Kessler Topaz Meltzer & Check, LLP represents clients in protecting their intellectual property rights including patent rights. For many companies, intellectual property is their most important company asset. We help protect these assets by bringing patent infringement actions, trademark infringement suits, and other actions against those who have violated our clients' rights.
Unlike many law firms, Kessler Topaz is well-positioned to represent clients ranging from startups to Fortune Fifty companies because of our flexible approach to adopting alternative billing structures and contingency fee arrangements that best suit our clients' needs. Our goal is to assist companies in protecting intellectual property and achieving their business objectives while minimizing the financial impact of patent litigation, which has become increasingly expensive over the decade.
Indeed, it is common for attorneys' fees in a patent infringement action to be several million dollars. We recognize that litigation costs are substantial and sometimes prohibitive; thus, we structure arrangements that permit companies to avoid these up-front costs while also securing the highest-quality representation.
The firm has experienced trial attorneys who have managed patent infringement cases involving computer software, telecommunications technology, medical devices, electrical hardware, pharmaceutical products, mechanical pumps, instrumentation, and consumer products. Because of our experience in handling a wide-range of technologies, we can easily adapt to handle the latest technology. Further, because of our extensive litigation experience, we are well-versed on many of the ancillary issues that arise in patent litigation, such as standards-related issues.
In TruePosition v. Andrew Corporation, one of our attorneys acted as lead the trial lawyer for the plaintiff in a case involving technology for finding cell phones. Berwyn PA based TruePosition asserted that the defendant's shipments of cell phone location equipment to Saudi Arabia infringed TruePosition's patent. At trial, the jury not only awarded TruePosition $45 million in lost profits damages, but also found the defendant willful and rejected a claim that TruePosition had committed fraud in a standards body. In 2010, the U.S. Court of Appeals for the Federal Circuit affirmed the district court's judgment, totaling nearly $50 million with interest.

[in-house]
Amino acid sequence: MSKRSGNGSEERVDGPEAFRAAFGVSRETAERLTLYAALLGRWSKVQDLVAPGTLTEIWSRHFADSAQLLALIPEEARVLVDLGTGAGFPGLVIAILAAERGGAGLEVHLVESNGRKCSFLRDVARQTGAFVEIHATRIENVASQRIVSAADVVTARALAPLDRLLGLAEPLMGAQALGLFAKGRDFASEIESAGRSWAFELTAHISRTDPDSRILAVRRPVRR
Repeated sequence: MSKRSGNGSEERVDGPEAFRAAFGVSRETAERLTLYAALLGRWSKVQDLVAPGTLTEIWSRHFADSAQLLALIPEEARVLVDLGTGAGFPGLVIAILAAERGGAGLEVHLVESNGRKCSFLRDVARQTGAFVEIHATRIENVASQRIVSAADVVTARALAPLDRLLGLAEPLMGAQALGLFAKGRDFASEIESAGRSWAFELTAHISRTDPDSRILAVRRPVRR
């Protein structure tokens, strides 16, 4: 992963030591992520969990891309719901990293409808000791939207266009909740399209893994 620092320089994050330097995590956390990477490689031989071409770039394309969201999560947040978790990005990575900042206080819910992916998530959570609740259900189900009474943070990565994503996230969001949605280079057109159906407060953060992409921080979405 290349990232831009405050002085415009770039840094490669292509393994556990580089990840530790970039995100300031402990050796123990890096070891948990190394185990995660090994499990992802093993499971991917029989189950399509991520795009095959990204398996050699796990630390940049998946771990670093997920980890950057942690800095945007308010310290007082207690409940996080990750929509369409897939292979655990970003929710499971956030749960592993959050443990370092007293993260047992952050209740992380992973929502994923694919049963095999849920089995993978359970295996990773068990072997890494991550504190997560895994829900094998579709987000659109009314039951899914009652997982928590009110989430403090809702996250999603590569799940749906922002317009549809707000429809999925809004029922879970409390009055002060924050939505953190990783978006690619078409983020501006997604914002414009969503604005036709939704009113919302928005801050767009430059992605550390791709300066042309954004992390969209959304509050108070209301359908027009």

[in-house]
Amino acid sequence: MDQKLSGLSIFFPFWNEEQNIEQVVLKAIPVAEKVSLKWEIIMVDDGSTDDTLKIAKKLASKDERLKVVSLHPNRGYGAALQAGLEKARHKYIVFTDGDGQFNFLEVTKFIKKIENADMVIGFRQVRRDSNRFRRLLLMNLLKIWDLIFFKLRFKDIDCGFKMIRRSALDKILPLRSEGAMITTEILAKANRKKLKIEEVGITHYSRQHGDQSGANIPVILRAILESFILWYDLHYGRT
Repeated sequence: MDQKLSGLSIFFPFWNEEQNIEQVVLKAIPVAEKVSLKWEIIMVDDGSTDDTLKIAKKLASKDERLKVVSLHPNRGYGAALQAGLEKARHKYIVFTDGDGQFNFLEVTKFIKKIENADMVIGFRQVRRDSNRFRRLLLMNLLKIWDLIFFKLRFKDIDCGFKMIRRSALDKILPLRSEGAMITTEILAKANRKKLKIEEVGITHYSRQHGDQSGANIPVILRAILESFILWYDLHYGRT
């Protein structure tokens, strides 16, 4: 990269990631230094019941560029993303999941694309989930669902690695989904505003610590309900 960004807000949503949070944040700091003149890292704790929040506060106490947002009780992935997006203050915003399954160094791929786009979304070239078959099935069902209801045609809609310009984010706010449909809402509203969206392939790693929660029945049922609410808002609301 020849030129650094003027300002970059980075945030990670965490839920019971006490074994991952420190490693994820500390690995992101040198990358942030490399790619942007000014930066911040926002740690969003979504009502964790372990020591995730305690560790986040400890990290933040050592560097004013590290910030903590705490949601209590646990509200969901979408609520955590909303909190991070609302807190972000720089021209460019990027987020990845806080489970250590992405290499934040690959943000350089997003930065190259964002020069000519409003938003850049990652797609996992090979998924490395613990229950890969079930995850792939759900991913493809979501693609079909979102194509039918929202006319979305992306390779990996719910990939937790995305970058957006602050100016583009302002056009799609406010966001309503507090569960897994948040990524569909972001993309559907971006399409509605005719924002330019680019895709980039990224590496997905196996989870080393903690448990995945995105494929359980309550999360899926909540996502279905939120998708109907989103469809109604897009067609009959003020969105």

In AT&T v. Microsoft, one of our attorneys represented Microsoft at trial in a case that addressed the issue of whether a software manufacturer is liable for supplying infringing software to a foreign country. In a dispute that carried multi-billion dollar implications for the U.S software industry, AT&Tasserted that Microsoft's shipment of its Windows® operating system golden master disk to foreign countries infringed a U.S. patent and that Microsoft was therefore liable for foreign sales of Windows®. The case settled midway through trial and that settlement laid the groundwork for a landmark holding in the U.S. Supreme Court that Microsoft could not be held liable for infringing a U.S. patent based upon foreign Windows® sales. See http://en.wikipedia.org/wiki/Microsoft_v._AT&T.
In TruePosition v. Allen Telecom, one of our attorneys managed the case for Plaintiff TruePosition. The case involved complex signal processing technology for locating cellular telephones based on the signals sent by cellular telephones. TruePosition asserted four patents, and the Court generally agreed with TruePositions's construction of the disputed patent terms. After a favorable claims construction order, the case settled just before trial with TruePosition receiving a settlement valued at about $45 million dollars.
In Codman & Shurtleff, Inc. v. Integra Life Sciences Corp., one of our attorneys represented Codman & Shurtleff, Inc., a Johnson and Johnson company, against Integra's allegations that Codman's Duraform® collagen sponge infringed an Integra patent. The case settled shortly after discovery began with a confidential settlement in a pleasing manner to defendant Codman.